This dominance of ‘red’ councils was dramatically knocked back in 1999, as Plaid Cymru won control of both Caerphilly and Rhondda Cynon Taf in the Valleys. A successful campaign to regain these councils in 2004 was deflated with Labour losing control of Bridgend, Cardiff, Swansea and Wrexham to the Liberal Democrats and their coalition buddies.

In Wales, the Conservatives returned from no-man’s land to control Monmouthshire and the Vale of Glamorgan (for a short period). This was an age that brought an alternative option to Labour in Wales, even if it was to the regular chant of ‘Coalition is King’.

What a turn up for the books

This has been a typical election campaign with the usual nit-picking, back biting, tooing and froing of political ‘worn and new’ tennis balls, with the odd cannon ball thrown in for good measure and extra effect. There’s even been mixed messages from UK party leaders on their election visit to Wales.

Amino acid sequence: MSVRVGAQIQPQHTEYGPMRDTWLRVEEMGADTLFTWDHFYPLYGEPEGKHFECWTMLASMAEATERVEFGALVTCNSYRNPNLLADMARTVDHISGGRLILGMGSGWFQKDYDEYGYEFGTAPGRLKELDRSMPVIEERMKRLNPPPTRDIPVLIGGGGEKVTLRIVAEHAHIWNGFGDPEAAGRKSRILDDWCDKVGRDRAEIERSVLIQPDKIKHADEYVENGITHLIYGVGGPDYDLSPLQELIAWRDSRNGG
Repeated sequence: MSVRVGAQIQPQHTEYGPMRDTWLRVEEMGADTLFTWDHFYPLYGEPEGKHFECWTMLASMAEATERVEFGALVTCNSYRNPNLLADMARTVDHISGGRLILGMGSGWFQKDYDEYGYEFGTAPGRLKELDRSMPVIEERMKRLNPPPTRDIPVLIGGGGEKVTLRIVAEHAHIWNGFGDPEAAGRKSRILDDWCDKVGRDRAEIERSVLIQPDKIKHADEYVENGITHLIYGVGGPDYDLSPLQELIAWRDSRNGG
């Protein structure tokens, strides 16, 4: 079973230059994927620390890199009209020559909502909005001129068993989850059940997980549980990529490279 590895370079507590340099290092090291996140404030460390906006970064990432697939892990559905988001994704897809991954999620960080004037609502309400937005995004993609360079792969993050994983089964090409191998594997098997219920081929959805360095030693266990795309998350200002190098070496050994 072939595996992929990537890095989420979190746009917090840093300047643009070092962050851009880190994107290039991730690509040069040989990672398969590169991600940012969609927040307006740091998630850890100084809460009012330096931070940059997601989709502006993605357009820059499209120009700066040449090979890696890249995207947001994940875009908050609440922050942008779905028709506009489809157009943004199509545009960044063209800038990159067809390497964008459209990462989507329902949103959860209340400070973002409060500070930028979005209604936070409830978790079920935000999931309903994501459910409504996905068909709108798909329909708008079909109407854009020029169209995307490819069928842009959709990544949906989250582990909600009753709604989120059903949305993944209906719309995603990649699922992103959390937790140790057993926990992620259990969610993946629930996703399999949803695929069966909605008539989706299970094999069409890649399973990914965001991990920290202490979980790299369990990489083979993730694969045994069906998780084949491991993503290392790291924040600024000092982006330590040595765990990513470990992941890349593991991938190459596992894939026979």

We’ve all been expecting this, but what haven’t we been expecting?

Former MP, AM, and Secretary of State for Wales, Ron Davies is hoping to return to politics and is standing as an independent for the third time. Mr Davies is hoping to represent the area - Bedwas and Machen ward - where he was born and where he was first elected as a councillor 39 years ago. The ward elects four councillors. Together with his Independent running mate Colin Hobbs – another former Labour councillor – Mr Davies is up against one Plaid and four Labour candidates.

Popular Lib-Demmer, Vince Cable MP, was in Cardiff rallying the troops this week. Mr Cable said the party had won power four years ago in Cardiff, Swansea, Wrexham and Bridgend on the back of the Iraq war which had disillusioned voters with Labour.

He said: “I think even holding our position will be a good result. Four years ago we were very strong. The Iraq war effect was a factor. If we do make advances that will be a tribute to the way the work of our councils is perceived across Wales. We are starting in a difficult position this time. Four years ago we were in a very strong position on the back of the Iraq effect.” A true definition of ‘fighting’ talk if ever I heard one.